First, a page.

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I am trying to store the name of list of files that contain 781 in their name. I will be using this list to perform some operations and after that I will delete this list.

I have two options to do this.

Option 1 : I can store the list in a temporary file using below command.

ls -lart *781* | awk '{print $9}' > tempo

File tempo will contain the list and I will delete this file later after using.

Option 2 : If I can somehow store the list in a variable and use that variable instead. I am trying below code to implement this but this doesn't work.

filelist=`ls -lart *781* | awk '{print $9}'`
echo $filelist

But above code doesn't give any output. Please help me out with the syntax.

Edit: I am using k-shell.

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What shell do you use? –  Mat Dec 19 '12 at 12:02
    
I am using k-shell –  g4ur4v Dec 19 '12 at 12:21

4 Answers 4

up vote 3 down vote accepted

Do not use ls to get the file list, especially ls * that will give you lots of blank lines for directories.

You could use (which is not always good):

for file in *781*; do
  echo "$file"
done

Which will survive files with spaces, but not files with other special characters.

You can also do:

 find . -name "*781*" -print0 | while IFS="" read -r -d "" file; do
   echo "$file"
 done

Which is much better, but not standard in all UNIXes (Linux ok).

In all cases, do not put filenames in a single variable, as you cannot use space as a delimiter. Maybe you could use bash arrays as bellow:

declare -a file_array
while IFS="" read -r -d "" file; do
  file_array[${#file_array[@]}]="$file"
done < <(find . -print0)

To work in ksh where you do not have process substitution:

typeset -a file_array
mkfifo mypipe
find . -print0 > mypipe &
while IFS="" read -r -d "" file; do
  file_array[${#file_array[@]}]="$file"
done < mypipe
rm mypipe

For more information, you can check this and this.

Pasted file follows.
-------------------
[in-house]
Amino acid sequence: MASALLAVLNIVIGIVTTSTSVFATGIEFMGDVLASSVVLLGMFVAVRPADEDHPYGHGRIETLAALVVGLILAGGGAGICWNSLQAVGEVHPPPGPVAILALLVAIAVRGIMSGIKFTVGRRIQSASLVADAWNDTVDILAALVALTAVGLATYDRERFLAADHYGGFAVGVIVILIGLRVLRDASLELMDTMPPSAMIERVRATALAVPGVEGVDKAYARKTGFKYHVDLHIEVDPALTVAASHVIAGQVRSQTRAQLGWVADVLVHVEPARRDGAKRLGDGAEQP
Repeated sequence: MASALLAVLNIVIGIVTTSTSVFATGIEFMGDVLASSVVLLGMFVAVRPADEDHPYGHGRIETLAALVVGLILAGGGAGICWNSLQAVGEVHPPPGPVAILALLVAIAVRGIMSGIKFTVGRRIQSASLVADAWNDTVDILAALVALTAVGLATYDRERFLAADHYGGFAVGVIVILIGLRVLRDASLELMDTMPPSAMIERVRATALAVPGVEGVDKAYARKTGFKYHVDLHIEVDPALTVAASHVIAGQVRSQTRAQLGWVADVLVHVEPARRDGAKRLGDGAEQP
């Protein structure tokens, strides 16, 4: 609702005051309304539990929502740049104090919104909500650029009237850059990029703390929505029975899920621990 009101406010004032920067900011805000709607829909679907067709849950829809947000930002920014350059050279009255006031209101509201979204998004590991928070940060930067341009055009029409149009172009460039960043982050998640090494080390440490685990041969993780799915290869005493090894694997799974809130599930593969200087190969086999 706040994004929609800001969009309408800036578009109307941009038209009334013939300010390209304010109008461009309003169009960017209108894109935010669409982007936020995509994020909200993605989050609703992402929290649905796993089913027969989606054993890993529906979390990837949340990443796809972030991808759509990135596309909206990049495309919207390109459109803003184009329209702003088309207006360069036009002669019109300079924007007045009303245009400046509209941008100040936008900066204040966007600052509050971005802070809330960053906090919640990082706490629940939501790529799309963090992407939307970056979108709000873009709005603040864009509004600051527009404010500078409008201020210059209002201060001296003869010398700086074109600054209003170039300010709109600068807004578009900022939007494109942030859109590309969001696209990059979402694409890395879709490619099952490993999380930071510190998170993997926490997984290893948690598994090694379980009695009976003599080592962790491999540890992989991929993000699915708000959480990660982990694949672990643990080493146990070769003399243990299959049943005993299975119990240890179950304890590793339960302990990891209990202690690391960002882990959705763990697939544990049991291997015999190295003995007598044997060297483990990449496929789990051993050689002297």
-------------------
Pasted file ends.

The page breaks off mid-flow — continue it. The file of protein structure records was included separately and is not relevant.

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1  
+1 Good answer. ksh88 and later do have process substitutions. mksh (and by extension, pdksh and derivatives) do not. ksh93 was not able to read a null-delimited list until just a month ago or so in the very latest alphas, while mksh and most other ksh-like shells with a read -d feature have been able to for a long time. So what works heavily depends on what ksh you're using. Finally, no ksh has declare. You should use typeset when working with anything but Bash. –  ormaaj Dec 19 '12 at 13:05
    
Thanks ormaaj for the typeset comment. Edit done. –  jfgagne Dec 19 '12 at 13:11
1  
"... especially ls -r *": you mean ls -R *. –  dubiousjim Dec 19 '12 at 13:12
    
@dubiousjim: simply ls * gives an output which is not easy to parse if one of the file is a directory. Edit done. –  jfgagne Dec 19 '12 at 13:15

SUGGESTION, inspired on the idea of an anonymous pipe, and the need to use the output of a function as the input to an array, I found a co-process can help.

MyFunction()
{ echo "One line" ; echo "Second line" ; echo "Third line" }

set -A array
MyFunction 'SomeInputToFunction' < /dev/null |&

while read -p -r line; do
    print "READING from co-process: $line"
    array[ ${#array[@]} ]="$line"
done

Output:

READING from MyFunction co-process: One line
READING from MyFunction co-process: Second line
READING from MyFunction co-process: Third line

Thanks a lot to the previous posters! -Fernando Gonzalez

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Not sure which shell you are using but with bash